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Geologist Andrew Snelling filed a complaint against the National Park Service of the Grand Canyon for treating him differently because of his beliefs.
Snelling is a Young Earth Creationist, meaning he believes the Earth was formed in six literal days, has existed for less than 10,000 years and was reshaped by a global flood, according to Answers in Genesis.
In 2013, Snelling requested a permit to extract 60 fist-sized rocks from soft-sediment folds in the Grand Canyon for research purposes but was denied by Martha Hahn, chief of the Science and Resource Management Research Office for the Grand Canyon. Snelling asked for reconsideration using more details in his request, but the National Park Service allegedly told him to do his research elsewhere because of his religious convictions, according to Snelling’s complaint.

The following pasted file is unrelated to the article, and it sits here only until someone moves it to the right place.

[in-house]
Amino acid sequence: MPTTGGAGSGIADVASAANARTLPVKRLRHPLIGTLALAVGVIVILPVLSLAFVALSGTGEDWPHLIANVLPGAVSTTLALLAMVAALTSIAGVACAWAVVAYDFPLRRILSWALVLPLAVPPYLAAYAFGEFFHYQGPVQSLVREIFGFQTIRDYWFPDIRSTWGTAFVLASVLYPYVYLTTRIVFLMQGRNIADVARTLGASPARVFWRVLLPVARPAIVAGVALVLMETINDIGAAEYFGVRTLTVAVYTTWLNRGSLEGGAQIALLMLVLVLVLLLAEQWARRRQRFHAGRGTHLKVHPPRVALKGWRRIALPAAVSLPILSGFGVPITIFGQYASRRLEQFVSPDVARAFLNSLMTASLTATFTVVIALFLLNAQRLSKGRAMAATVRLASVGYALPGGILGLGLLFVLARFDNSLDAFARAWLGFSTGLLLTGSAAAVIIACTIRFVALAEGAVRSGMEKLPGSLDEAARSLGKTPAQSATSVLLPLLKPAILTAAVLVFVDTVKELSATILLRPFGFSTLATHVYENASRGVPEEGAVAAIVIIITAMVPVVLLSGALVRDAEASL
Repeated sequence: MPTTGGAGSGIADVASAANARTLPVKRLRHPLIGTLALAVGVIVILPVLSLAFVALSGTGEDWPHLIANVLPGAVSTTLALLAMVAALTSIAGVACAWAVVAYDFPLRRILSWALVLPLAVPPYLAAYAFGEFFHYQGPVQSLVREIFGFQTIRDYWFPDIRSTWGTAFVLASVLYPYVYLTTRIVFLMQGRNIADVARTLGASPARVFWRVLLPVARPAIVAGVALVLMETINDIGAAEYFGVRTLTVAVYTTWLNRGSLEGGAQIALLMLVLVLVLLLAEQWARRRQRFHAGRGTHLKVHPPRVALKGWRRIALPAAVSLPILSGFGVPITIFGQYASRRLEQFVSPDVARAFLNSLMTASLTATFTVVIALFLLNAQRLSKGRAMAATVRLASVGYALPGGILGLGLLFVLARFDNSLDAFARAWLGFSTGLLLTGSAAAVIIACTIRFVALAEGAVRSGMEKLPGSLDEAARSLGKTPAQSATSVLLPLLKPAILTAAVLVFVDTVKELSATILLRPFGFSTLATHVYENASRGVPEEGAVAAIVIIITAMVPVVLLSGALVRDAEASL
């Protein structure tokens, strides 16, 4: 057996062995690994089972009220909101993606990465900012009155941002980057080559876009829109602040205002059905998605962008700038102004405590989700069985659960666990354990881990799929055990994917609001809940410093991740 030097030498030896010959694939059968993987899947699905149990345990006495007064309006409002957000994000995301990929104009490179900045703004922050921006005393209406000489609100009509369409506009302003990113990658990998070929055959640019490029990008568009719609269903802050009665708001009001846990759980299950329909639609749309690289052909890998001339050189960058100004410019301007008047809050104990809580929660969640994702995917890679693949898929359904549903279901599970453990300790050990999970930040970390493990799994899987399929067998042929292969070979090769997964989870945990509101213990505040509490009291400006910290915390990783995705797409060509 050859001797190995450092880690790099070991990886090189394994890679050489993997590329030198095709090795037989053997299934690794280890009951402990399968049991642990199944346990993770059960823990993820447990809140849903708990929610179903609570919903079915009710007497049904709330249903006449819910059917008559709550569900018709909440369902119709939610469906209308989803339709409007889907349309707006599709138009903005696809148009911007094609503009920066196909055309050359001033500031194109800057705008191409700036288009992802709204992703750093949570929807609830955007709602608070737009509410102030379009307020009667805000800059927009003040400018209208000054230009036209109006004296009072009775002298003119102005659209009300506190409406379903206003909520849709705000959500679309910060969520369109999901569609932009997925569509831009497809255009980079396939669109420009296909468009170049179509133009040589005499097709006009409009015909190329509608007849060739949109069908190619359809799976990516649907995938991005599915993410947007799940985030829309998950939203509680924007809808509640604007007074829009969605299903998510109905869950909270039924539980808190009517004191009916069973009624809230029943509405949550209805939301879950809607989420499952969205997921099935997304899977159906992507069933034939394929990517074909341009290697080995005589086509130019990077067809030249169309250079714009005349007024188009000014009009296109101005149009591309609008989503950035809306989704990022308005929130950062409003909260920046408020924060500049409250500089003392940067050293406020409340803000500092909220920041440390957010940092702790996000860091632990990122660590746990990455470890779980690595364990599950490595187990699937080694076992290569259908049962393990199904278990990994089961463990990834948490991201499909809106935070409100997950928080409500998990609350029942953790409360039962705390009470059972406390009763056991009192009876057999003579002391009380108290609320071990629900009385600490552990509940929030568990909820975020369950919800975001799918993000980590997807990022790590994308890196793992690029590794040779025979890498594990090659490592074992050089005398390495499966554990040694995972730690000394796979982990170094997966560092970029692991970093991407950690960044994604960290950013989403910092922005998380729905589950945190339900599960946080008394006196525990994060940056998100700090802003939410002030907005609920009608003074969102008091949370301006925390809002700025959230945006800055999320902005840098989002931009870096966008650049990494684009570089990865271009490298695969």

“It has been determined that equivalent examples of soft-sediment folds can be found outside of Grand Canyon National Park,” Hahn said, according to the complaint.
After several requests, the National Park Service stopped responding to Snelling completely. During this time, they issued permits to other researchers requesting equal or greater rock extractions, such as basketball-sized rocks, according to the complaint.
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“(The National Park Service) … treats Dr. Snelling differently from other similarly situated individuals and groups on the basis of the content and viewpoint of speech and sincerely held religious beliefs.”
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Snelling solicited the support of Republican Rep. Trent Franks of Arizona, who wrote a letter to the National Park Service requesting that the permit be issued, according to Science Magazine.
“I am confident there is a misunderstanding regarding the denial or lack of response to Dr. Snelling’s request for issuing the permit,” Franks wrote in the letter, according to Science Magazine. “Because I have the utmost confidence in the integrity of the National Park Service, I am sure there would be no discrimination based on different viewpoints.”